One of Ure’s most well-known poems is ‘The Tiny Talent’. Like many of her poems it operates as an ironic and thinly veiled parable. It takes to task the Scottish tendency to make everything diminutive, or ‘wee’, especially anything relating to women, including their artistic achievements and ambitions: ‘She had this talent that it happened to be death / to hide’. In her lifetime, Ure saw the publication of only one book of her own: Two Plays, a very limited edition that appeared in 1970 and contained two short plays: ‘Seven Characters Out of the Dream’ and ‘I See Myself as this Young Girl’. This was followed by the posthumous 1979 collection Five Short Plays (Scottish Society of Playwrights), also a limited edition. Ure also published a small range of work: poems, essays, stories and reviews in newspapers and journals of the era such as The Glasgow Herald, Scottish International, The Glasgow Review, New Saltire, Words and Glasgow University Magazine. As such, her total printed output is very slender and most of it is concentrated on her last decade, the 1970s. It is only in recent years that a small murmur of interest has attended Ure’s work, and her plays in particular have enjoyed a new life translated into Italian.
Ure’s work, in poetry and plays, interrogates the supposed male ownership of certain fields of experience, such as militarism and the ‘Scottish Soldier myth’ and how in Scotland there is more value attached to fact than fiction, that there is little distinction made between factual and artistic truth. As Alasdair Gray reminds us, Ure’s upbringing was one where the patriarchal power of men was upheld at all costs and where the desire to read and feed the imagination was regarded with great suspicion. Generations of men in Ure’s family had worked on the Clyde as shipbuilders and engineers:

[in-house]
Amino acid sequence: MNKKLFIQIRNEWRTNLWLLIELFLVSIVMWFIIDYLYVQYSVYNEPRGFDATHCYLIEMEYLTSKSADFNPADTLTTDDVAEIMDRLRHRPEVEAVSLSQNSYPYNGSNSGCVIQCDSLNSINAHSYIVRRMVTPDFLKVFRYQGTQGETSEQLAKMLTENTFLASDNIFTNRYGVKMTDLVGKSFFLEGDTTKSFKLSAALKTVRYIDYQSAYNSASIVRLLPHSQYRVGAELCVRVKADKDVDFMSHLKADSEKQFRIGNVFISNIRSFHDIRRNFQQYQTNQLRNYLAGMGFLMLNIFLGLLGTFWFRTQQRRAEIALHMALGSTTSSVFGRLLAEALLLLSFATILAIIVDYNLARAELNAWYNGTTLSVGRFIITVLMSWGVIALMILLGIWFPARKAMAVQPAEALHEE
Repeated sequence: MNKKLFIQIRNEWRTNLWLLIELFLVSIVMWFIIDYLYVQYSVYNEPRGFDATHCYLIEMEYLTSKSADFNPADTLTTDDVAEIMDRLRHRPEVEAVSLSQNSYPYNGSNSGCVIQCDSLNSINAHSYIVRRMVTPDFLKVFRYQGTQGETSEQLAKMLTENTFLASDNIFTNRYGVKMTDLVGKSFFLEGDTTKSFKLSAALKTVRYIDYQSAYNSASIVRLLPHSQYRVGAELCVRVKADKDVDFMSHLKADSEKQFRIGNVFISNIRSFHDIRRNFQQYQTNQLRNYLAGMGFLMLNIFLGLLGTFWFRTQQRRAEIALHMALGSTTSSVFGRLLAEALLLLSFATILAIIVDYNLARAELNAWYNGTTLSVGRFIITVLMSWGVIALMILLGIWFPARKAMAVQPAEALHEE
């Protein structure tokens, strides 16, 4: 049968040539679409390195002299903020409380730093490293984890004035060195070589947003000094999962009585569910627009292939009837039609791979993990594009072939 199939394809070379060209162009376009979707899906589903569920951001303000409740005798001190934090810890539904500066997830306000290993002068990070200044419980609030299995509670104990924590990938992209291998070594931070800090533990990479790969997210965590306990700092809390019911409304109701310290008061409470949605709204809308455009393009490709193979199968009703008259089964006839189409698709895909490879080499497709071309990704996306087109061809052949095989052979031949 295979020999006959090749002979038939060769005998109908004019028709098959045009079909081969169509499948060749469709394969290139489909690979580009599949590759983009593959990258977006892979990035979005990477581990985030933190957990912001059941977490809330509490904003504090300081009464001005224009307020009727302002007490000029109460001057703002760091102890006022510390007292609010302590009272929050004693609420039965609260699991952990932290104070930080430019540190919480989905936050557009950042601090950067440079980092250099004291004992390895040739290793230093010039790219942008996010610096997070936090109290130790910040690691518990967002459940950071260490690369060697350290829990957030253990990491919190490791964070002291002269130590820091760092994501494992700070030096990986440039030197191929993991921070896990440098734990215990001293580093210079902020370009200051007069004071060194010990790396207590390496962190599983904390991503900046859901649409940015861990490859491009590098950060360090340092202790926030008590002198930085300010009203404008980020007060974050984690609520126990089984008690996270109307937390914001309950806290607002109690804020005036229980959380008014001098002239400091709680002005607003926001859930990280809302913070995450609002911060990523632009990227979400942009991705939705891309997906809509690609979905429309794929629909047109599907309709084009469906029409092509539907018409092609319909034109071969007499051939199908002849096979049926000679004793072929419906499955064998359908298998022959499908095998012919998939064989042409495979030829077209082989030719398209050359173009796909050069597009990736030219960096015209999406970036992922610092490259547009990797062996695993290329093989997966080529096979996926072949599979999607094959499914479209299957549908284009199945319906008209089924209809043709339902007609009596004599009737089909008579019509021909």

Betty Carswell’s [Ure’s] grandfather, a foreman, often spent an evening seated alone in the best parlour of his house, consuming a bottle of whisky in perfectly orderly silence. Had he drunk in a pub with fellow-workers he would have lessened his authority over them and perhaps lost the confidence of his employer. Had he drunk with his wife and family he would have lessened his authority over them and lost their respect.
What Gray describes is a tragedy playing out generation after generation and how all members of the household are held prisoner by the supposed mores of their time. Ure was born into a family that expected her to know her place and play her narrow role within this ‘tragedy’. ‘Depression was construed as ingratitude’, so Ure could never complain about having to care for her siblings and run the household during her mother’s illness, and reading for pleasure was thought of ‘as bad for a girl’. It is little wonder that her imagination offered her a way out, helping her to avoid becoming a ‘neurotic drudge or empty-headed puppet’. But it came at a cost and for the rest of her life Ure would be torn between the sentiments and strictures of her family history and her ambition to be a writer. She had already had to compromise on an earlier dream of becoming a teacher, instead leaving school early to train as a typist for the Glasgow Corporation housing department.
Although Ure is more readily associated with drama, she also wrote a great deal of poetry, much of which remains in manuscript form in her archives in Glasgow University Library. She herself had a lifelong dilemma about whether she wrote poetry or not and on many occasions in her letters she states emphatically that she is not a poet:
I don’t write poems. I write pieces for acting. Sometimes I type them with irregularly shaped lines, but that’s to help an actor to read them, for the sake of the sense, but I don’t write poems at all. I have to explain this to actors […].